Dramatic Attempt To Rescue Two Sick Workers From South Pole Succeeds


Robin Andrews

Science & Policy Writer

Part of the Amundsen-Scott South Pole Station. DAVID MCCARTHY/AFP/Getty Images

There’s trouble at the South Pole, and for once, it’s not related to climate change. For just the third time in human history, two sick staff members at the Amundsen-Scott research station, the southernmost human outpost on the planet, were flown out on an emergency plane this week after medical staff concluded that they did not have the means to treat them on site.

Although one of the two patients could be treated at the research station, the second fell seriously ill within a short space of time, and it was determined that an evacuation was required. They spent a harrowing and turbulent 10 hours flying 2,400 kilometers (1,500 miles) across the icy southern continent before landing at the British Antarctic Survey's Rothera Research Station on the Antarctic Peninsula. When they arrived, they were temporarily tended to before being prepped to fly to Chile for further treatment.


The unfortunate pair’s medical conditions were not elaborated on by the National Science Foundation (NSF), the organization that runs the station, for privacy reasons. In any case, it seems that despite the high-risk nature of the daring rescue, everything went according to plan.

“I guess relieved is the right word,” NSF spokesperson Peter West told the Washington Post.

It can’t be overstated how dangerous this was. No one at Amundsen-Scott is normally able to leave between February and October, and this mission happened pretty much at the height of the Antarctic winter. Some describe the research station at the moment as being less accessible than the International Space Station. With no sunlight to light the way, temperatures that dip below -73°C (-100°F), and fuel that's quite likely to freeze mid-flight, it’s easy to see why.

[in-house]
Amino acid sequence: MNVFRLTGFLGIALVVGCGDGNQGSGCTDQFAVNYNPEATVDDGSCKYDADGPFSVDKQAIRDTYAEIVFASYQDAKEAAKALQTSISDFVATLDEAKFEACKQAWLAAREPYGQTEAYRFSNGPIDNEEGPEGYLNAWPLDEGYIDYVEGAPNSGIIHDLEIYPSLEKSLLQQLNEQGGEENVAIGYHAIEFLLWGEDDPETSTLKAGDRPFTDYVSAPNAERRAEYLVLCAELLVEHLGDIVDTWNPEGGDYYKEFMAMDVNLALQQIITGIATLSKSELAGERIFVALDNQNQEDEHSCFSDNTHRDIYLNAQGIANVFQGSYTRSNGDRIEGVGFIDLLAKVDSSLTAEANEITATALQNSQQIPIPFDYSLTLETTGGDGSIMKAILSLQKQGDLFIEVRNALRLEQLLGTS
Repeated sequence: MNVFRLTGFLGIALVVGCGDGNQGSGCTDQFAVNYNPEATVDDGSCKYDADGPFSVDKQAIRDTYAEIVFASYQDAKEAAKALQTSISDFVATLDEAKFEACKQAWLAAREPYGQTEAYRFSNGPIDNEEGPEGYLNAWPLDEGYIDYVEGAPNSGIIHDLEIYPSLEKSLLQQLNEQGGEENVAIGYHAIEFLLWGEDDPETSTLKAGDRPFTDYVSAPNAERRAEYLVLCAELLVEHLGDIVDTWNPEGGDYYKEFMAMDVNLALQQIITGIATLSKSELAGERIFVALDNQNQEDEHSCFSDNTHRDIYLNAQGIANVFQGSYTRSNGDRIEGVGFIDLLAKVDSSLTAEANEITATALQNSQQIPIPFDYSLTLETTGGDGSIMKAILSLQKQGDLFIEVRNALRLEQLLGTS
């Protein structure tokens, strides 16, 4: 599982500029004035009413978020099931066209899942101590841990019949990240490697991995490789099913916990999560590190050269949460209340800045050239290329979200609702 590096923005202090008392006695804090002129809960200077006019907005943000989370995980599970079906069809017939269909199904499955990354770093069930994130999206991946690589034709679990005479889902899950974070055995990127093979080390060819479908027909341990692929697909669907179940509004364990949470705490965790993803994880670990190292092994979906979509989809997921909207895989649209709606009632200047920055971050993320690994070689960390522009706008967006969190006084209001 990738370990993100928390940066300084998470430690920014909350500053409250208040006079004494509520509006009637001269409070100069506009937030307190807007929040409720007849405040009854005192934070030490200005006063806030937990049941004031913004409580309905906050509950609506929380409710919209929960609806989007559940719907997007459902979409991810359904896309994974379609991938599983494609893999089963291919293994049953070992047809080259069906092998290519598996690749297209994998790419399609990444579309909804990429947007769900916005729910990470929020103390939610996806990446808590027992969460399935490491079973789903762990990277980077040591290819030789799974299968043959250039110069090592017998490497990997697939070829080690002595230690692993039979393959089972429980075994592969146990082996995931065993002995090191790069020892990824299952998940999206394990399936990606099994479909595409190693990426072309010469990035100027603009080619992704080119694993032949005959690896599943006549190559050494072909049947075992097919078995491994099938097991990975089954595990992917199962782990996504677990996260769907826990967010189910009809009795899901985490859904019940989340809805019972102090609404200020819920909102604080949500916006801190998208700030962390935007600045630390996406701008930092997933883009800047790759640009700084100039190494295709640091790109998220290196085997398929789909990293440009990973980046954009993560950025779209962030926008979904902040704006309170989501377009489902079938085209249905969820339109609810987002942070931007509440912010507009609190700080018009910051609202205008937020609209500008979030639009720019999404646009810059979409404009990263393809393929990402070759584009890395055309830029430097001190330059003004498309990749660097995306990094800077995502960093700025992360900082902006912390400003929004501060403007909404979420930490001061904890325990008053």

The plane sent to rescue them was a Twin Otter operated by Kenn Borek Air, a Canadian company. It’s one of the only aircraft able to fly in such frigid conditions, and just to be safe, two planes were sent just in case one of them crashed in the harsh conditions; the second stayed behind to allow for search and rescue in case this occurred. Equipped with skis, they didn’t need a runway for landing.


Most terrifyingly, these otherwise well-equipped planes have about 13 hours of fuel, which even for a 10-hour flight is risky. Once the halfway point was reached, whatever the weather, the planes could not turn back.

Although there were many things that could have gone wrong, the two workers are, at present, not reported to be in critical condition, and they will soon fly to Punta Arenas in Chile, the nearest mainland airport. From there, they will be transported to a hospital for further medical treatment.

Image in text: The evacuation flight just before it took off. Robert Schwarz, NSF via Facebook


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